In the desert state of Rajasthan, the Khejri, Jaal and Kair, are considered life-giving trees, and there is a wealth of history, culture and cuisine surrounding them. Sadly, they are slowly disappearing from the eco-system.
The khejri is the state tree of Rajasthan. Photo: Sumer Singh Rathore
Much before it became fashionable to love trees and discuss the environment, the people of Rajasthan have revered, nourished and been grateful to the three trees that grow there even in the hottest of seasons, in May and June — the Khejri (Prosopis cineraria), jaal (Salvadora persica) and kair (Capparis decidua).
For people of the desert state of Rajasthan, these trees are saviours and a part and parcel of their lives.
The khejri is in fact the state tree of Rajasthan and it has a long hoary history. The trees were considered sacred by the Bishnoi community and when in 1730 a royal decree said they needed to be cut down, women from the Bishnoi community in the village Khejadi in Jodhpur hugged the trees and would not allow it.
These women were killed and according to legend more than 350 people of the community sacrificed their lives protecting these trees. This was the forbearer of the Chipko movement of the 1970s which demanded local communities should have control of their natural resources.
The local communities refer to the trees with affectionate familiarity, as one would a friend. And indeed, in the scorching summers and blistering heat of the desert sun, the trees still grow and provide shade and sustenance to the people. In fact, the tree grows in extremes of weather, summers or freezing winters.
In the great famine of 1899, referred to locally as the Chappaniya Akal, it was the bark of the Khejri that people stripped off the tree, ground it and ate for sustenance.
Almost every village that falls in the Thar region of Rajasthan has khejri trees.
Khejris are considered sacred too and a vital part of the ecosystem. Its fruit, called sangri is made into a delicious curry and eaten widely in the state. The sturdy tree is also planted on embankments to strengthen the area and hold the soil in place.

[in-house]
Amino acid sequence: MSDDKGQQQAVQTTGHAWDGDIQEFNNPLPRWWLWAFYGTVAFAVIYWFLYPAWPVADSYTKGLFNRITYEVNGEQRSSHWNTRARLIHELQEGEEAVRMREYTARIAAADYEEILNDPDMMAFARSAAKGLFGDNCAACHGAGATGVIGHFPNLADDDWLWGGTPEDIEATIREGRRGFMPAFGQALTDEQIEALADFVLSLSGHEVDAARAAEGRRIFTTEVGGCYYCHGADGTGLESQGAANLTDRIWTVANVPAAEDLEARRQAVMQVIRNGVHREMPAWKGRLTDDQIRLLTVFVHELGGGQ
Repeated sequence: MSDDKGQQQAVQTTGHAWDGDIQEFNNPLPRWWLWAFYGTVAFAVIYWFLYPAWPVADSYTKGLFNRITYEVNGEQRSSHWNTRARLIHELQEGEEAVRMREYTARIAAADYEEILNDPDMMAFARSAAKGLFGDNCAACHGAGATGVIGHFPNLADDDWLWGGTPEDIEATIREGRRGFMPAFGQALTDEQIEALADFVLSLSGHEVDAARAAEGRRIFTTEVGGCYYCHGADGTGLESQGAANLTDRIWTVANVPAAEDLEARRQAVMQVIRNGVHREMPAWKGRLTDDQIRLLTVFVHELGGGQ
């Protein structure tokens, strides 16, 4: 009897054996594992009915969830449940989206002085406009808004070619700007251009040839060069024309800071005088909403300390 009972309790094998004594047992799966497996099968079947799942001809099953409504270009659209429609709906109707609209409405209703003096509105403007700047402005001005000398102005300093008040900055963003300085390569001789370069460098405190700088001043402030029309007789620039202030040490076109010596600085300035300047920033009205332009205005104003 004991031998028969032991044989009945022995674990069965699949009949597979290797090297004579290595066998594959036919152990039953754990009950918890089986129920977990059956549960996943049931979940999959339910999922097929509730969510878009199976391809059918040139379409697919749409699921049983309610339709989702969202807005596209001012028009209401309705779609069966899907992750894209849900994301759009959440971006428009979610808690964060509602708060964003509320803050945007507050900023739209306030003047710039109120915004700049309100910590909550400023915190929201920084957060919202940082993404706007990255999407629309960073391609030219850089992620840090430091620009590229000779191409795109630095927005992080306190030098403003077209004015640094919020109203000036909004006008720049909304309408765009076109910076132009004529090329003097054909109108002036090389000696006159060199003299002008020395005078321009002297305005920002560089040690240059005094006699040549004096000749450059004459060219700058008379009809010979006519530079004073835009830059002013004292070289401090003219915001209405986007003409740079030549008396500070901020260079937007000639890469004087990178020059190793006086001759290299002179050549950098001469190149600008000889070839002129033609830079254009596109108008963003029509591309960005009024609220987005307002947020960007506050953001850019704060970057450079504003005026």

Not just to humans, the tree provides sustenance to the livestock too. The sangri and the leaves of the khejri are an important part of the diet of camels, sheep and goats. Sadly, the numbers of the khejri are dwindling day by day.
The jaal appears more like a thorny scrub, but often grows to be as tall as trees. It bears the piloo, and in the month of May in the early mornings or evenings, children can be seen around the tree collecting the piloo into vessels tied to their waist. They take it home where it is cleaned and added to pickles and chutneys. The dried fruits are called kokkad, and used all year around. Piloos come in two colours, red (raatiya) and yellow (piloo). They are also put to medicinal use.
The kair is more of a bush, but is a source of food for the desert inhabitants. It bears berries that are used extensively in their food.
The fruit is tangy and bitter and added to pickles, chutneys and curries.
They are usually first soaked in buttermilk before being used. They are also called dhalu in some places. It is a common sight in the flowering season to see men and women using their dupattas and men their towels to collect the berries which they then bring back home and use through the year.
Sadly, the enthusiasm to connect fresh kair is diminishing and less people bother with it now. And, many of the bountiful khair trees are also disappearing.
Noisy children gathered around jaal trees picking the piloo, men and women collecting berries and taking them back home in anticipation of turning them into delicious fare, people sitting in the shade of the trees in their yards on hot afternoons enjoying the precious shade… These are sights one does not see anymore. Instead, all we hear is news about the felling of hundreds of trees in villages to make way for some project.
Read the Hindi story here.